Carhart notch

Car·hart notch

(kahr'hahrt noch)
Isolated depression around 2000 Hz in the bone-conduction audiogram of patients with otosclerosis.
See: air-bone gap
See also: otosclerosis
Medical Dictionary for the Health Professions and Nursing © Farlex 2012
References in periodicals archive ?
An audiogram demonstrated a right maximal conductive loss and a Carhart notch. Computed tomography (CT) demonstrated a 2-mm lucency on the oval window (figure 1).
The Carhart notch was present on both sides, and the mean bone conduction threshold was 5 dB on 0.5-1-2-3 kHz.
All patients fulfilling the inclusion criteria of being indigenous black South Africans with progressive painless conductive hearing loss without infection or trauma, normal tympanic membrane and the presence of a Carhart notch on the audiogram, were included.
Clinical otosclerosis on history and presence of a Carhart notch had a 100% surgical correlation of oval window ankylosis (stapes footplate fixation) in 28 (90.3%) patients.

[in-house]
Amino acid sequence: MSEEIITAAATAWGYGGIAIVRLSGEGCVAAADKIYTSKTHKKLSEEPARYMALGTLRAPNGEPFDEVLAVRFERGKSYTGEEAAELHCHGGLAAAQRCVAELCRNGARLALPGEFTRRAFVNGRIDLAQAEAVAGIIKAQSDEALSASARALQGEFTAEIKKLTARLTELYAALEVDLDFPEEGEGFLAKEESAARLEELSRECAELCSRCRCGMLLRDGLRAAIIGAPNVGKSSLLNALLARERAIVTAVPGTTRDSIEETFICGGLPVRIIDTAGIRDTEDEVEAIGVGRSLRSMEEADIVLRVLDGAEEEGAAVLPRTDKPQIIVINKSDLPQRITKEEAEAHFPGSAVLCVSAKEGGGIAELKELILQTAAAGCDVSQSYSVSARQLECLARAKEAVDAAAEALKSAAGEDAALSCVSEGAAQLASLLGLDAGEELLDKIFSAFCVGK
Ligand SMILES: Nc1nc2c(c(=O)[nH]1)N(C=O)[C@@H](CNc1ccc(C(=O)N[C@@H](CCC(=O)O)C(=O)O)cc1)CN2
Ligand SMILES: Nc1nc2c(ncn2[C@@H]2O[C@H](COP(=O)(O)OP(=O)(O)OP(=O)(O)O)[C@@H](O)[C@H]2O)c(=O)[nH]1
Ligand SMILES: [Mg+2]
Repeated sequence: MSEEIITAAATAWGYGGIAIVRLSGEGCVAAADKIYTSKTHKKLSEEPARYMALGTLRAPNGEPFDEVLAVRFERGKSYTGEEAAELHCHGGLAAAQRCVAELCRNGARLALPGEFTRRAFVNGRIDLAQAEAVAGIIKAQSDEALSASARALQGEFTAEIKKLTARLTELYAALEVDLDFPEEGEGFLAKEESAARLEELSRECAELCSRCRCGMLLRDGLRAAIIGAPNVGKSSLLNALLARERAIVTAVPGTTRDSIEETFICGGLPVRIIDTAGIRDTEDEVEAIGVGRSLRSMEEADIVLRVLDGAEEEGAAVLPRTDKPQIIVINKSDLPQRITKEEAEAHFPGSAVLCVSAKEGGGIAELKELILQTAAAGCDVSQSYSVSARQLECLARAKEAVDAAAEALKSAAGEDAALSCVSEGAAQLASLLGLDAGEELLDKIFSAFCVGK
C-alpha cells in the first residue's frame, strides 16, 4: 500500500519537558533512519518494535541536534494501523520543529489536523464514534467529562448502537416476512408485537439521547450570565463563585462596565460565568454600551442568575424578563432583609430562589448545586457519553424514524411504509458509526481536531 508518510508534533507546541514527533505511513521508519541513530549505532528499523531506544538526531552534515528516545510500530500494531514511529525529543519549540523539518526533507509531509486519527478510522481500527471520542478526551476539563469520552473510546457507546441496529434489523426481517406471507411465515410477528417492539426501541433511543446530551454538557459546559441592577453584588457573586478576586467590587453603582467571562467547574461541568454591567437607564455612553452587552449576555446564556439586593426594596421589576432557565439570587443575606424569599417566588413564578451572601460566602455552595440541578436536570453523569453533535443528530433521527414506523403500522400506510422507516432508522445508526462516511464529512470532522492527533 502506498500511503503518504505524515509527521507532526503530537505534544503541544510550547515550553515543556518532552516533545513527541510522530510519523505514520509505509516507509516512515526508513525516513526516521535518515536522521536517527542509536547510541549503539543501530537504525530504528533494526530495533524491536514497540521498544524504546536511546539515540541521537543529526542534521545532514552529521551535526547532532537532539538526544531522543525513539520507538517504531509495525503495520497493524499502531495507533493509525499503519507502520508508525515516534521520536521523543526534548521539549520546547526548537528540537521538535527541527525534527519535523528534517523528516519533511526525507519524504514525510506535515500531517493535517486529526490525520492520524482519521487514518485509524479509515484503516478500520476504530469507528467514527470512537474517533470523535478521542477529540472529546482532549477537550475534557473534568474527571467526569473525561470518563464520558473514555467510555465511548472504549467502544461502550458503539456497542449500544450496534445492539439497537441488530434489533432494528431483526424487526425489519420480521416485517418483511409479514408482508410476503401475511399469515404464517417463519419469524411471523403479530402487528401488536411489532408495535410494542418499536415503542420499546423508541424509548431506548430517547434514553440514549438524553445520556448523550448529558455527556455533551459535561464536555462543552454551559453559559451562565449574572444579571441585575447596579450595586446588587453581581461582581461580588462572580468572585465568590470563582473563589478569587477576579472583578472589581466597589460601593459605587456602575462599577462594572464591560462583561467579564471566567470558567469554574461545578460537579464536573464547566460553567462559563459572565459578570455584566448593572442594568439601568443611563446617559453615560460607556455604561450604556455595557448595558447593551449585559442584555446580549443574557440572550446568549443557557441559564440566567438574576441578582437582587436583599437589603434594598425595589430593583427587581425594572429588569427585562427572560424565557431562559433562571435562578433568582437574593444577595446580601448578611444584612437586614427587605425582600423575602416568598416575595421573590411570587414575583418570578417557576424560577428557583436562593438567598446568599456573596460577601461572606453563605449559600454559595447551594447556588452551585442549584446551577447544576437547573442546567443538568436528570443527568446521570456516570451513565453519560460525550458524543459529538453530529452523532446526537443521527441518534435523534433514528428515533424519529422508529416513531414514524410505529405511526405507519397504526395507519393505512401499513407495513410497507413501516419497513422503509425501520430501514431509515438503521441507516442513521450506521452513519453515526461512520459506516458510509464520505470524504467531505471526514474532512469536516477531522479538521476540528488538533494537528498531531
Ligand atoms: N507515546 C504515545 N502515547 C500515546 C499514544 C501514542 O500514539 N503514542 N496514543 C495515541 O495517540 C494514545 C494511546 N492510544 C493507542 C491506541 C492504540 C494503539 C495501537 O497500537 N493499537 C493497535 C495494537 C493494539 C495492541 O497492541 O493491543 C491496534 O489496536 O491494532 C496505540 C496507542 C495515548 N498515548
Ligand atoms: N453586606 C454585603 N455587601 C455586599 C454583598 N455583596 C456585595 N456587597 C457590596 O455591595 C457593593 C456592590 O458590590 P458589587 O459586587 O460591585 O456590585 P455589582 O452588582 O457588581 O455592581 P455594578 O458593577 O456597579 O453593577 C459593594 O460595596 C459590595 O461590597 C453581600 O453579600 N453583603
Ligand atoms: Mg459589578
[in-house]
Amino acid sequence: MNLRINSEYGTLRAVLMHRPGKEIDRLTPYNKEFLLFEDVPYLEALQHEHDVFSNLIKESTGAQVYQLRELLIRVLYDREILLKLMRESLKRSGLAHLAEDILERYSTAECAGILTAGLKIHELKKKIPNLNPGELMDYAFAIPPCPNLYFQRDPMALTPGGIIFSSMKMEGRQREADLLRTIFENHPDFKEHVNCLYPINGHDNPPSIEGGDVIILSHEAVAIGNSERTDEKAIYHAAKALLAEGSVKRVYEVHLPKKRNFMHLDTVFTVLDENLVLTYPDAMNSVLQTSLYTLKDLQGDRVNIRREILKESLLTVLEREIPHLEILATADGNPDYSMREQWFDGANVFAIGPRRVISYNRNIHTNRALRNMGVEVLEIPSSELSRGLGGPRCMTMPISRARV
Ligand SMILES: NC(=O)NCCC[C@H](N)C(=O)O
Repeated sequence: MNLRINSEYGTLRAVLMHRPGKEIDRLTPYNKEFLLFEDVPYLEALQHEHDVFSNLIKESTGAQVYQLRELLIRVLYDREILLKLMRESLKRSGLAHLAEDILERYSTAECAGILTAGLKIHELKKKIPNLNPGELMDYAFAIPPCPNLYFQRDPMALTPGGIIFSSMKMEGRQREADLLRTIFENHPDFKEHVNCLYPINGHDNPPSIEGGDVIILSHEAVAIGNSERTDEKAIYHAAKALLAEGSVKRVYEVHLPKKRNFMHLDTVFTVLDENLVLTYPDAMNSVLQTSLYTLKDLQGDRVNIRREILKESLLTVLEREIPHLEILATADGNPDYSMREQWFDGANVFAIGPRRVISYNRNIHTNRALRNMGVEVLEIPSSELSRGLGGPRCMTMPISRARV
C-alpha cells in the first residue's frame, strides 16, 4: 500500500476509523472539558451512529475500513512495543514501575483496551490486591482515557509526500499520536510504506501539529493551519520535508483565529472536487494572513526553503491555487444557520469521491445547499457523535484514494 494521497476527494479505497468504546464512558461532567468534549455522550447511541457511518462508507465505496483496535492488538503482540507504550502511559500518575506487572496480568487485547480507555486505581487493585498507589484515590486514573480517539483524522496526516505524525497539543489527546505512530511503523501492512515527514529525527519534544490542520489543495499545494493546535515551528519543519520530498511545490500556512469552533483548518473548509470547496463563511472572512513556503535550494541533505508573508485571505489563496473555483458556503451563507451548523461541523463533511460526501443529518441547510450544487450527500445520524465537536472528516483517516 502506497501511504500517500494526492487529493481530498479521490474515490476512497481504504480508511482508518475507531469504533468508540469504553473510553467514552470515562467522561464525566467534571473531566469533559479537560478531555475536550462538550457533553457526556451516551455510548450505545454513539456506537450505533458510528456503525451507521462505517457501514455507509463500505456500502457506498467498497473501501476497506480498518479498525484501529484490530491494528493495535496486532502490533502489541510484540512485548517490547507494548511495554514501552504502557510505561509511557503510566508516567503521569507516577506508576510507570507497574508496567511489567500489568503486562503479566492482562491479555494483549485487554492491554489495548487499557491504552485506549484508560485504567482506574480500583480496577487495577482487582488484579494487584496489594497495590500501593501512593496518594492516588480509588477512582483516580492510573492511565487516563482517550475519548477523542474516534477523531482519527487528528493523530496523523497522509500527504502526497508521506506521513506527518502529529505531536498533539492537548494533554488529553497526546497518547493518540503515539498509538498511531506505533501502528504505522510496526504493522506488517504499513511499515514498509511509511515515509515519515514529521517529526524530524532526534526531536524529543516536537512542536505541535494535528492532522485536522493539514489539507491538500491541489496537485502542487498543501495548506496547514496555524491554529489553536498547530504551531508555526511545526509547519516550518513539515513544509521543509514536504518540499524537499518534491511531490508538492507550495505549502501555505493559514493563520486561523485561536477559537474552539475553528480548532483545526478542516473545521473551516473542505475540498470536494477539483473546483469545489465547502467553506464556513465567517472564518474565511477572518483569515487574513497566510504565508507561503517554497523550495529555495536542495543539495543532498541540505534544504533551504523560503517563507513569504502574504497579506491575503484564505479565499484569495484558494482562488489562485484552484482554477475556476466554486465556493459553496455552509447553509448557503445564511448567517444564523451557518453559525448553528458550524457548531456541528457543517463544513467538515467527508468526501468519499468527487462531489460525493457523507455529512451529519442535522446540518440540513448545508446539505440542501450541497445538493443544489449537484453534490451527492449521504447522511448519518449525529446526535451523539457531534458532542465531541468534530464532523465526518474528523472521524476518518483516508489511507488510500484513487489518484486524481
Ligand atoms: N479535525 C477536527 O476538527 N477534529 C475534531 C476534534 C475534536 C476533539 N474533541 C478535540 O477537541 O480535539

Pure-tone audiometry in otosclerosis: Insufficient evidence for the diagnostic value of the Carhart notch. Otolaryngol Head Neck Surg 2013;149(4):528-32.
Five ears (26.3%) had a Carhart notch on audiometry.
Interestingly, of those patients with normal CT findings, a Carhart notch was noted on audiometry in 2 of 4 ears (50%).
We also calculated the Carhart notch for each patient; this value represents the increase in the bone-conduction threshold with the largest depression at 2,000 Hz in the audiometric curve.
If a patient with a normal bone conduction threshold, allowing for the Carhart notch, undergoes surgery, it is likely that any subsequent loss of auditory acuity is due to presbycusis or some other factor.